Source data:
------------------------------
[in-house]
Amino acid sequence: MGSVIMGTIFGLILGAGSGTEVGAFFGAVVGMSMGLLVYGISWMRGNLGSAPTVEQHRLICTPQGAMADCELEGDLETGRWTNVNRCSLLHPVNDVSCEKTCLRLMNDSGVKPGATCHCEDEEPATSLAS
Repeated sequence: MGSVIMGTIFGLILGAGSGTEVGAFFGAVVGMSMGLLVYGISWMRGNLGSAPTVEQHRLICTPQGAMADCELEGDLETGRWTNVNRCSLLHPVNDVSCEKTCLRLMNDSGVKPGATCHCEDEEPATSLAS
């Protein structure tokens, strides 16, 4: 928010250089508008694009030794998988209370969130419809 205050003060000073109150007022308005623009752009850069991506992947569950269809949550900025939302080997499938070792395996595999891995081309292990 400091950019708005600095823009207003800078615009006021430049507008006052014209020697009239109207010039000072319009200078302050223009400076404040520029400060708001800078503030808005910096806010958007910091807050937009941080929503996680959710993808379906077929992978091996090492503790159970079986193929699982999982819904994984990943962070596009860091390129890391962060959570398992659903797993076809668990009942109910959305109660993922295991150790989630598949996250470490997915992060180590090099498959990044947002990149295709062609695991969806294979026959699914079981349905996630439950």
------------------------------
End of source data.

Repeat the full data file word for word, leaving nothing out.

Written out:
[in-house]
Amino acid sequence: MGSVIMGTIFGLILGAGSGTEVGAFFGAVVGMSMGLLVYGISWMRGNLGSAPTVEQHRLICTPQGAMADCELEGDLETGRWTNVNRCSLLHPVNDVSCEKTCLRLMNDSGVKPGATCHCEDEEPATSLAS
Repeated sequence: MGSVIMGTIFGLILGAGSGTEVGAFFGAVVGMSMGLLVYGISWMRGNLGSAPTVEQHRLICTPQGAMADCELEGDLETGRWTNVNRCSLLHPVNDVSCEKTCLRLMNDSGVKPGATCHCEDEEPATSLAS
């Protein structure tokens, strides 16, 4: 928010250089508008694009030794998988209370969130419809 205050003060000073109150007022308005623009752009850069991506992947569950269809949550900025939302080997499938070792395996595999891995081309292990 400091950019708005600095823009207003800078615009006021430049507008006052014209020697009239109207010039000072319009200078302050223009400076404040520029400060708001800078503030808005910096806010958007910091807050937009941080929503996680959710993808379906077929992978091996090492503790159970079986193929699982999982819904994984990943962070596009860091390129890391962060959570398992659903797993076809668990009942109910959305109660993922295991150790989630598949996250470490997915992060180590090099498959990044947002990149295709062609695991969806294979026959699914079981349905996630439950």